28 March 2019

KATA ANATOLAS; Eastwards is best

Are there 'Magisterial' explanations of why we should face East to celebrate the Most August Sacrifice of the Mass? I would like to know if there are. Curiously, the only such one that I know is ... YES! ... in the Post-Conciliar Liturgia Horarum!! Turn (if you possess a copy) to the Monday after Lent 4, id est next Monday. You will find Origen's passage on Christ our Propitiation, with its quotation of Leviticus 16:14 'and he shall take of the blood of the bullock, and sprinkle it with his finger upon the mercy seat eastwards', and Origen's comment 'the fact that he sprinkles eastwards is not something you should take lazily; it is from the East that Propitiation comes. For it is from there that the Man comes whose name is East (anatole), who is made mediator between God and Man'.

Back in my Anglican days, as I celebrated Cranmer's Liturgy in deepest Devon, I explained to the congregation that, having concluded the 'Comfies' with S John's phrase '... for He is the propitiation for our sins', I would turn to the East whence comes our propitiation and sprinkle the Blood of the New Covenant over the Heavenly Mercy Seat which in the Holy Sacrifice of the Mass is made one with the Altar of our earthly church building. Perhaps I should fish that homily out for use again, now that we have the Ordinariate Use of the Mass, with the 'Comfies' optionally available.

But if the wonderful people of Broadwood Widger (yes! English villages really do have names like that!) had picked up the Neo-Vulgate, they would have found that the word 'eastward' no longer appeared in the text of Leviticus - the translation I have given above is from the King James Version. You see, after the new breviary was authorised (1971), the new edition of the Vulgate appeared (1979), with 'eastward' omitted. Subsequent editions of the Liturgy of the Hours brought its biblical lections into line with the Neovulgate. So the Patristic Reading for that Lenten Monday, chosen to be a commentary on the Biblical Reading for the same day (Leviticus 16:2-28), now explicates a text different from the one which has just been read, with the crucial words missed out! Such is the wonderful world of endless liturgical Improvement by Experts!

Incidentally, modern translations go back to 'Eastward'! Such are the whimsical vagaries of "scholarship". In any case, I wonder if enough thought was given when the Neo-Vulgate was devised to the fact that it would create a hiatus between the Bible in people's hands and the Bible upon which the Fathers and the Schoolmen wrote their commentaries (a loss, one might say, in diachronic unities).

The Neo-Vulgate revisers evidently thought that basing their translation upon the consensus of modern ecumenical scholarship (for example, the Neovulgate New Testament is essentially based on the Aland/Martini text 'qui nostris temporibus, communi consensione, summam habet auctoritatem') would be good ecumenically (reinforcing, as it were, some synchronic unities). But it needs to be pointed out that the old Vulgate is very often in agreement with the Greek Septuagint, which is still the base text used by the Orthodox.


scotchlil said...

Fr Gabriel Bunge has a wonderfully rich chapter in his book "Earthen Vessels" on the importance of facing east in prayer, personal as well as liturgical. It has often struck me that one of the problems of the 'new' Vulgate is precisely that continuity of reference, allusion, reminiscence is lost. Strange (and sad) to have a liturgical text which no longer matches the long history of Patristic reflection and comment...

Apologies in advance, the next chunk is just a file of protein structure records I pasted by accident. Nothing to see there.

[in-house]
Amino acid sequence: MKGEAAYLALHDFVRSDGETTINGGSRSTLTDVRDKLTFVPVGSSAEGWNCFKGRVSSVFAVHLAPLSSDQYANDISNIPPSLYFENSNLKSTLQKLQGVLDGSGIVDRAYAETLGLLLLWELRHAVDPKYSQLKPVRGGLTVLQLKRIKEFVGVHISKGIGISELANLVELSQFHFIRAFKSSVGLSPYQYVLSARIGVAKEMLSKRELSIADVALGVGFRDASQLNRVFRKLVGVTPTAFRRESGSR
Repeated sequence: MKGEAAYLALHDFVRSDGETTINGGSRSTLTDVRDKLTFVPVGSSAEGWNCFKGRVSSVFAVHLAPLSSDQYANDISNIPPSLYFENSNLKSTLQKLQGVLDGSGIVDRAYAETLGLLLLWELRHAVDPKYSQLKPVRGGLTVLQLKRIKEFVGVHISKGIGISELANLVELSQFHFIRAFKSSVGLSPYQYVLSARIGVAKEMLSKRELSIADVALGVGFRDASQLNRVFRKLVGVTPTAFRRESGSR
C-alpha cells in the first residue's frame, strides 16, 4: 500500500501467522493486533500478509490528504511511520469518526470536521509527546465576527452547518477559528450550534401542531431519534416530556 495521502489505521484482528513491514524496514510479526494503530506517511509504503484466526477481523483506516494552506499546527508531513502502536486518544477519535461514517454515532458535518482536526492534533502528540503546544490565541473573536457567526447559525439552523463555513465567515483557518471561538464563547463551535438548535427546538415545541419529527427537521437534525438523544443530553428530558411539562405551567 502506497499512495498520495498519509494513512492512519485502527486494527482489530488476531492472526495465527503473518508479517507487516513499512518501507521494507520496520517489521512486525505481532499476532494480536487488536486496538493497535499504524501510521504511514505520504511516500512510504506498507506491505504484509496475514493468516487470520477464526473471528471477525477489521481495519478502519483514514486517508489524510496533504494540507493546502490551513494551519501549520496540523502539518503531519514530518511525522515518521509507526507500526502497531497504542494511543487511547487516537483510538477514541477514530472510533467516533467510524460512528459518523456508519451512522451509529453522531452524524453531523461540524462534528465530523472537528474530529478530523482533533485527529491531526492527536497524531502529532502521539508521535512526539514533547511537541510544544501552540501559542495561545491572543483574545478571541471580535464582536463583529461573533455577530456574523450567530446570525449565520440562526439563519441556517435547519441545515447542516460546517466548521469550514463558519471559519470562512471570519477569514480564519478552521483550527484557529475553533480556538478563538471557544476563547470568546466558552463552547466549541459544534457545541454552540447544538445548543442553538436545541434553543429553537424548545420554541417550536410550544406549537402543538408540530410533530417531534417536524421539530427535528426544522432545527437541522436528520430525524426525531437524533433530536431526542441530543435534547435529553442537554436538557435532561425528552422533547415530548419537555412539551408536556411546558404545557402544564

Gary McCabe said...

Life extends over all beings and fills them with Unlimited Light; the Orient of orients pervades the universe, and He who was before the Daystar and before the heavenly bodies, immortal and vast, the great Christ, shines over all beings more brightly than the sun. Therefore a day of long, Eternal Light is ushered in for us who believe in Him, a day which is never blotted out: the Mystical Passover (St. Hippolytus, De pasch. 1-2 SCh 27, 117).

Eastwards is Best! From Day 27 (Liturgical Time) of an Ignatian Retreat.

Oliver Nicholson said...

Erik Peterson, “La croce e la preghiera verso oriente” Ephemerides Liturgicae 59 (1945) 52-68 collects a number of patristic passages which suggest that prayer is towards the East because it is in the East that the Sign of the Son of Man will appear at the Last Times (in the form of a cross). I once tried to argue that the Vision of Constantine was a typos of the Second Coming.

Banshee said...

There are tons of OT passages that say that the Messiah will show up in the East, that God will show up in the East, etc.

And it is a giant pain in the butt to find and harmonize Biblical references in texts, but it does a lot to help one remember them.

Todd said...

For as the lightning comes from the east and shines as far as the west, so will be the coming of the Son of man. Matthew 24: 27

Todd Voss

Pastor in Monte said...

I think Origen is quoting Philo:
I have also heard a saying like this uttered by an associate of Moses: “See, a man whose name is Rising” [anatole] (Zech 6:12). This is a very strange title if you think that it tells of one composed of body and soul. But if it (refers to) that incorporeal one who is not different from the divine Image, you will confess that the name assigned to him, “Rising,” is very exact. For he is the eldest Son, whom the Father of all raised, who elsewhere is named the First-born. And indeed, having been begotten, he imitated the ways of the Father; and by looking at his archetypal patterns, he formed the ideas. — Confusion 62-63

Philo is a very remarkable fellow.